Why We Do What We Do: Nursing and Whole-Person Care
Epic’s Emily Barey shares the importance of connecting health and social care
During Emily Barey’s 17-year career at Epic, she’s been a vocal advocate for nurses, earning her the unofficial title of “nurse evangelist.” She began her career as a nurse at Yale New Haven Health System, where she learned about the power of data during a project to analyze readmission rates.
“I saw firsthand how the information that we tracked as nurses was so important,” said Emily. “It got rid of the guesswork. We were able to use the combined data to change the way we did things and improve patient care.”
Emily saw an opportunity to use technology to develop proven standards of care, so she decided to work for Epic and help nurses around the world. Today, she focuses on the integration between healthcare and social care.
“Social care is designed to look at factors outside of the hospital that impact patients, like access to transportation and healthy food,” said Emily. “For nurses, that makes sense. We already care for the whole person and assess things like activities of daily living and how a person lives with their illness. Social care is the natural next step.”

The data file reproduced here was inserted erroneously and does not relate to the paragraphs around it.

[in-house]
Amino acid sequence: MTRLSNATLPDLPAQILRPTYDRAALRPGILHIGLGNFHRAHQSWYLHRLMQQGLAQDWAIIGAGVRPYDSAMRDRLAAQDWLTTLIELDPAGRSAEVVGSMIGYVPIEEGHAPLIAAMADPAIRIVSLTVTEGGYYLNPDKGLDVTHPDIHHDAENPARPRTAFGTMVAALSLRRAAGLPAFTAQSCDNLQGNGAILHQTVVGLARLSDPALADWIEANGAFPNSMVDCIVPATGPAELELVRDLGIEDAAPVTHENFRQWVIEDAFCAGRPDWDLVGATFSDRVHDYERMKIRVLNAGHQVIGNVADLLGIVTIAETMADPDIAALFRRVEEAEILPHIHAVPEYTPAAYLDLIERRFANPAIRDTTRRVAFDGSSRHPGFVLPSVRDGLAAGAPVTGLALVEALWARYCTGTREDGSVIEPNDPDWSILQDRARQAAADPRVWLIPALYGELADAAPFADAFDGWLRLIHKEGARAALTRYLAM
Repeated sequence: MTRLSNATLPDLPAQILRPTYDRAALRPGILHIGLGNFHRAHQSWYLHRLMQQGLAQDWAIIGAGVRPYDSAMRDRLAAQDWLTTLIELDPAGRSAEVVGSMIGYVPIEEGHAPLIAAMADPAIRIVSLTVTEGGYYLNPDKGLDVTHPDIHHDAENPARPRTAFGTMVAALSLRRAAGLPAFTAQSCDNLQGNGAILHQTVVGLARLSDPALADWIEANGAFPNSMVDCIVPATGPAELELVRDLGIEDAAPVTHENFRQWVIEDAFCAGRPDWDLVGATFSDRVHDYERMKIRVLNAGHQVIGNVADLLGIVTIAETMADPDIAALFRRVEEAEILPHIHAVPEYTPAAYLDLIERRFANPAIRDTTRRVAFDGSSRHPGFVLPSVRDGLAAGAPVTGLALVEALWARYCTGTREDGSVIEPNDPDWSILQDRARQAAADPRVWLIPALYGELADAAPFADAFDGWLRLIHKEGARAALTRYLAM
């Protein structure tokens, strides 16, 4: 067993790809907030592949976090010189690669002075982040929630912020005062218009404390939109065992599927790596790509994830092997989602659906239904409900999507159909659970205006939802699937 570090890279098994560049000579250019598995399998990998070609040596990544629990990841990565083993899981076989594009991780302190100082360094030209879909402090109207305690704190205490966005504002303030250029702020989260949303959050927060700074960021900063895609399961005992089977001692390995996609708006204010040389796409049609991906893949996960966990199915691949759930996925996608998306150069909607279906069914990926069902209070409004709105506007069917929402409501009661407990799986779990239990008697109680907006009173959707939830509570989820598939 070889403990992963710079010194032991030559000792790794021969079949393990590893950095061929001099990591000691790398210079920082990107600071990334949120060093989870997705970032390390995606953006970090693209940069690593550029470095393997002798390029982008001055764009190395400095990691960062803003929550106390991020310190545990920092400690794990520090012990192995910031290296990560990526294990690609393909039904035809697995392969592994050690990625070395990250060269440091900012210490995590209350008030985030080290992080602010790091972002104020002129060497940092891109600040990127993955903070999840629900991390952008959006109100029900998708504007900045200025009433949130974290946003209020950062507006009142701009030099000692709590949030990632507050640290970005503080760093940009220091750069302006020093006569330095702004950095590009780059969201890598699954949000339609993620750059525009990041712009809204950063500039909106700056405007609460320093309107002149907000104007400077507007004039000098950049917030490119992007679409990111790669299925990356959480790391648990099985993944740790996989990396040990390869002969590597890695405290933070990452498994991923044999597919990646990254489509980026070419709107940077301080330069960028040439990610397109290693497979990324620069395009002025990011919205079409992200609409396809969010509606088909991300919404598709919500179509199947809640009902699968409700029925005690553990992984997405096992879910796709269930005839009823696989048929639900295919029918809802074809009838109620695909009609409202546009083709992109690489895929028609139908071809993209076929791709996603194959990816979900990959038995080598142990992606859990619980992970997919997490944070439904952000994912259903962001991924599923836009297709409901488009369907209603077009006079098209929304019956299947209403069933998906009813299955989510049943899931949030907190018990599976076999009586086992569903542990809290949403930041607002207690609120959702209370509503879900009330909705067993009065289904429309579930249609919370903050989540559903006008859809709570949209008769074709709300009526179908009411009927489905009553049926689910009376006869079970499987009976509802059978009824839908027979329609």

Emily’s personal experiences with the healthcare system and home care also inform her work. Her daughter was recently diagnosed with type 1 diabetes, and her elderly father needs in-home care services.
“I’m able to take time off of work to care for my family and afford prescription copays and other resources they need,” said Emily. “But that’s not true for so many people in this situation. To reduce cost and improve quality, we need to meet patients where they are and help them outside the walls of the hospital.”
“Why We Do What We Do” is a series of stories from Epic staff about how their work relates to their personal missions to help our community members serve their patients and transform healthcare delivery.
Photo: Emily Barey with her father, Joe Barey, who is living with dementia and requires home care services.